tivated reasoning, to recognize a contradiction, and so
forth. While making 4-point ratings, subjects were in-
structed to press a button on a 4-button MRI-compatible
response pad. Unless otherwise indicated, all activa-
tions were assessed at a significance level of p< .001
(uncorrected) and an extent threshold of 5 contiguous
voxels.
Planned Comparisons
We tested hypotheses using planned comparisons (con-
trast analysis), using all six statement sets per experi-
mental condition (same party, other party, neutral
target). Because the focus of this report is on partisans’
responses to threatening information about their candi-
date (rather than on differences in neural processing
between Democrats and Republicans), and because
Democrats’ neural and behavioral responses to Kerry
contradictions resembled Republicans’ responses to
Bush contradictions, we aggregated the data across
parties.
1
No subjects’ data were excluded for data anal-
ysis. We tested three primary contrasts. The first com-
pared neural responses in the same-party condition
(i.e., Republicans evaluating Bush and Democrats eval-
uating Kerry) to responses in the neutral condition (i.e.,
the neutral targets) during the contradiction phase,
when subjects were confronted with a cognitive contra-
diction. By subtracting responses to the neutral targets
from the same-party targets, we controlled for cognitive
processes involved while reasoning about a contradic-
tion relatively free of emotional entailments, to isolate
neural processes associated with emotional constraint
satisfaction.
The second contrast made use of the structural
similarity of the contradiction statement to the exculpa-
tory statement. In both statements (each presented for
12 sec), subjects were presented with information that
seemingly contradicted prior information (i.e., imposing
new cognitive constraints requiring resolution). What
differs is that the contradictory but not the exculpatory
statement generates a conflict between conclusions that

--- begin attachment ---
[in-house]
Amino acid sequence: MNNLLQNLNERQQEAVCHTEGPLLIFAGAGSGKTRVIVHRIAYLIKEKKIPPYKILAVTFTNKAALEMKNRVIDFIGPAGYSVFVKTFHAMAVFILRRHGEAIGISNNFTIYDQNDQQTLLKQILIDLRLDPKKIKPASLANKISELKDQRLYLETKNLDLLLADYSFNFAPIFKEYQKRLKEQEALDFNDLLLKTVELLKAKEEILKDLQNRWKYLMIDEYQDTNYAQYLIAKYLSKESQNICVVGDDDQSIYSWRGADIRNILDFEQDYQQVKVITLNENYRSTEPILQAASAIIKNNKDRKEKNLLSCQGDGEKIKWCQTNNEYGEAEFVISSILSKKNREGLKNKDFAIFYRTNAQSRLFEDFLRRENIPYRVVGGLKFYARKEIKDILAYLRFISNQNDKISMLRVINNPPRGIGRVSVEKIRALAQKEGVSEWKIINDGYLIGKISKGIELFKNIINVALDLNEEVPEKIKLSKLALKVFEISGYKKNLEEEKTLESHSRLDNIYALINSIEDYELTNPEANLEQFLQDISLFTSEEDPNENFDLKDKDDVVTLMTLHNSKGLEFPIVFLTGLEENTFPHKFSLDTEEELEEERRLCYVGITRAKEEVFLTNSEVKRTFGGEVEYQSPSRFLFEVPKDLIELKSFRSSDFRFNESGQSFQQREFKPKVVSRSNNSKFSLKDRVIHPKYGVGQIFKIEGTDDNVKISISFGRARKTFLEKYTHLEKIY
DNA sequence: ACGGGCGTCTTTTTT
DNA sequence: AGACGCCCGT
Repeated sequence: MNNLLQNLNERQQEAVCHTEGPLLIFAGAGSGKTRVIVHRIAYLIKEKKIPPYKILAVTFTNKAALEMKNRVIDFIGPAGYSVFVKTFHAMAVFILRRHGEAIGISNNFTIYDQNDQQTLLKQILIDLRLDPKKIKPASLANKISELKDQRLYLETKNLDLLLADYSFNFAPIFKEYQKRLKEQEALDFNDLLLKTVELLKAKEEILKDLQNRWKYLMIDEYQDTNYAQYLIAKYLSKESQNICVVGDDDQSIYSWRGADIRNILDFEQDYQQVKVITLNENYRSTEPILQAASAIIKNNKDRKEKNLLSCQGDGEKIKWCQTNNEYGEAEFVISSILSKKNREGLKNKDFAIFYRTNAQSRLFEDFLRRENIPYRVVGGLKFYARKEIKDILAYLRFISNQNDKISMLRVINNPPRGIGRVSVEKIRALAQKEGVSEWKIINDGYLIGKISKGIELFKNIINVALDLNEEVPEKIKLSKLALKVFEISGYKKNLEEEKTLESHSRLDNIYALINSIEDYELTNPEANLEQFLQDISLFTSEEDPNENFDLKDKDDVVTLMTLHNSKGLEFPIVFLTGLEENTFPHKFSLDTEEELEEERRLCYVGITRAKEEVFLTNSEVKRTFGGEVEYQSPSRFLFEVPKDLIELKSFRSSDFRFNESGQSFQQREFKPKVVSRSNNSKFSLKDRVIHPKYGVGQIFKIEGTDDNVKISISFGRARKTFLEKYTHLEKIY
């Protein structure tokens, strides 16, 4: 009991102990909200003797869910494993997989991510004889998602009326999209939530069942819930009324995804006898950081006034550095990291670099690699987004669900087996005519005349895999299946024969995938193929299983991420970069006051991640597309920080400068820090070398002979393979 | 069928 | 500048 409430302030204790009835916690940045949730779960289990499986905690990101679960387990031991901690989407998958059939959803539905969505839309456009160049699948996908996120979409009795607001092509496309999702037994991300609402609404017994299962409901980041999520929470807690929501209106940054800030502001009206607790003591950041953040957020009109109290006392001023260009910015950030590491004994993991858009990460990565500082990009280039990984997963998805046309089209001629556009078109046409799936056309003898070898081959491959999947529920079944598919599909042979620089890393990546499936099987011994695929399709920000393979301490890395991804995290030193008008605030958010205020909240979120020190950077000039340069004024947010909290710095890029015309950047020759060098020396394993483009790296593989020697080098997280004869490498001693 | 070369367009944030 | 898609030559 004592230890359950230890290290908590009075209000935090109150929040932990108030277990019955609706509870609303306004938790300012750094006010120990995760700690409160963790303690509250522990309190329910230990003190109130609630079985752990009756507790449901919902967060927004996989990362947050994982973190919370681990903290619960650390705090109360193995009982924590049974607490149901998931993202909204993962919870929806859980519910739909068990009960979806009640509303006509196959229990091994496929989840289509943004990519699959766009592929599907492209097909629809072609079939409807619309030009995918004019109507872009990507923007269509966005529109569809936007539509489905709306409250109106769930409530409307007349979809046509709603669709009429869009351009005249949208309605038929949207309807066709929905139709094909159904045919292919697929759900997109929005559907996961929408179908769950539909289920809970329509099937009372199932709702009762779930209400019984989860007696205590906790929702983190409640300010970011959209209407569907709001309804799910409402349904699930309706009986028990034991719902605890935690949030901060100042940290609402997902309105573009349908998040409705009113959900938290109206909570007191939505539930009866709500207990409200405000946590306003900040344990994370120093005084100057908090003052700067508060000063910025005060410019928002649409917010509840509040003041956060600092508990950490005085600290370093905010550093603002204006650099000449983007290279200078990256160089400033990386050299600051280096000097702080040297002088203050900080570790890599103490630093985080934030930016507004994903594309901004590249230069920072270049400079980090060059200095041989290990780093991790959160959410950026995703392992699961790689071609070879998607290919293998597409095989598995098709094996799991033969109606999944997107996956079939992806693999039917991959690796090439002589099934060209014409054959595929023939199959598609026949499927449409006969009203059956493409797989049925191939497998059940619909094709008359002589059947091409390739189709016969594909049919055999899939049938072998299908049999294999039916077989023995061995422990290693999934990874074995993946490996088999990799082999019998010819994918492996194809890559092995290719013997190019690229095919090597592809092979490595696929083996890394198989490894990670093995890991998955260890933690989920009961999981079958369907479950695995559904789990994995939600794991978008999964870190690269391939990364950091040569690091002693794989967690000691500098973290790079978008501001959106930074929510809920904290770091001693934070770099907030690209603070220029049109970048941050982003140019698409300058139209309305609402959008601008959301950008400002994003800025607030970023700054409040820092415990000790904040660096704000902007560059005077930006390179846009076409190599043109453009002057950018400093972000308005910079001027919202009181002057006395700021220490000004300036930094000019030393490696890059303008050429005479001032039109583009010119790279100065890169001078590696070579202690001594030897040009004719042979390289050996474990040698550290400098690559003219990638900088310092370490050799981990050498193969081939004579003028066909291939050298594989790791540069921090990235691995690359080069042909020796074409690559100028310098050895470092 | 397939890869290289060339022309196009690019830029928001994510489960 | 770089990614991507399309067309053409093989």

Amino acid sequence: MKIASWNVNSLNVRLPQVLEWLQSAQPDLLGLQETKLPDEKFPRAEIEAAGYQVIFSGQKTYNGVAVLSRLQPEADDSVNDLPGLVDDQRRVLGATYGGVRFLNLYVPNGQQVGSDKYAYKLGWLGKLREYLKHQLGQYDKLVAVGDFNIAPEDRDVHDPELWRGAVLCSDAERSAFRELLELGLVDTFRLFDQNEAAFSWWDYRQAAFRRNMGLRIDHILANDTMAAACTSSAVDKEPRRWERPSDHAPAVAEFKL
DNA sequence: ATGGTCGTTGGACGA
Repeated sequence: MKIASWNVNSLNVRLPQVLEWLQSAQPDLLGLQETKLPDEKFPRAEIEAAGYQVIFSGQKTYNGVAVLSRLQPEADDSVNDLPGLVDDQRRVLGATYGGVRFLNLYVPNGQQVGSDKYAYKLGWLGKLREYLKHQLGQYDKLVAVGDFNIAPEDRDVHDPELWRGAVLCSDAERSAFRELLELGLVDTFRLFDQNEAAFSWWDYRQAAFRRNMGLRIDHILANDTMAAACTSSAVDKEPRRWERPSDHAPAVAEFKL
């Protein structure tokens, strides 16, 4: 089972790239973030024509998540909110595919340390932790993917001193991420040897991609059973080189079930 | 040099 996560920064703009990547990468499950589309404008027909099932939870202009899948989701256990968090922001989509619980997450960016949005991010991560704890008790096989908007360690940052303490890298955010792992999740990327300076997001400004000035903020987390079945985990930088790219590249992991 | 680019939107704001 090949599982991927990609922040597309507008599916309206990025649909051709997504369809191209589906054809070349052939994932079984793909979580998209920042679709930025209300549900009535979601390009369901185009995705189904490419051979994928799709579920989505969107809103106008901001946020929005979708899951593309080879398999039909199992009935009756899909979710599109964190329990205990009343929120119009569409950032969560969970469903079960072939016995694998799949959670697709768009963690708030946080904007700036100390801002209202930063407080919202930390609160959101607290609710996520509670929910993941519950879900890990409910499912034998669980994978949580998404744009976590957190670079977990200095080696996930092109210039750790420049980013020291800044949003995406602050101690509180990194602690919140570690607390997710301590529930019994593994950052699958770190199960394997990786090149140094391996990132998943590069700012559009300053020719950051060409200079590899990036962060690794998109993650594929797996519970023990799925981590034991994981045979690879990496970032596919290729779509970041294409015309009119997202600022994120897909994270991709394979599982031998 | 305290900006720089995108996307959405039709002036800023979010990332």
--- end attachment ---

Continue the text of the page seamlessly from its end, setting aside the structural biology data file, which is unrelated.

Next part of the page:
would be reached by weighing the evidence (cognitive
constraints) and desired conclusions (emotional con-
straints). Hence, the contradiction but not the exculpa-
tory statement should activate neural circuits involved in
emotion-biased motivated reasoning. Thus, the second
contrast focused on the same-party condition only,
subtracting activations related to the exculpatory state-
ment (reasoning without emotional conflict) from those
associated with the contradiction statement (reasoning
plus emotional conflict).
The third planned contrast, which is conceptually
the most complex, tested the interaction between tar-
get (same-party vs. neutral) and phase (contradiction
vs. exculpatory). In other words, this contrast describes
activations that were significantly greater when sub-
jects were processing negative versus exculpatory in-
formation for their preferred candidate versus a neutral
target. The interaction subtracts neural activity for neu-
tral targets from same-party targets (isolating con-
ditions of emotional conflict, as in the first contrast)
while partisans were processing information presenting
during the contradiction phase minus the exculpatory
phase.
RESULTS
Behavioral Ratings
Subjects’ ratings during image acquisition of the extent
to which targets’ statements and actions were incon-
sistent provided strong evidence of motivated reason-
ing (Figure 2). As can be seen from Figure 2, mean
ratings on the six Bush contradiction phases were 3.79
for Democrats versus 2.16 for Republicans, t(27) =
12.82, p< .0001, with small SEs (indicated by the error
bars). Mean ratings on the six Kerry contradictions were
2.60 (± 0.15) for Democrats versus 3.55 (± 0.12) for
Republicans, t(27) = 5.25, p< .0001. The patterns
were similar (and statistically significant) for the post-
exculpatory-phase ratings (i.e., partisans were substan-
tially more likely to accept the exculpatory statements
for their own candidate vs. the opposing candidate).
Mean ratings on the six Bush exculpatory phases were
1950 Journal of Cognitive Neuroscience Volume 18, Number 11
1.71 (± 0.14) for Democrats versus 3.50 (± 0.04) for
Republicans, t(27) = 11.69, p< .0001. Mean ratings
on the six Kerry exculpatory statements were 3.11
(± 0.16) for Democrats versus 1.82 (± 0.12) for Repub-
licans, t(27) = 6.64, p< .0001. As predicted, Democrats
and Republicans did not differ in their ratings of the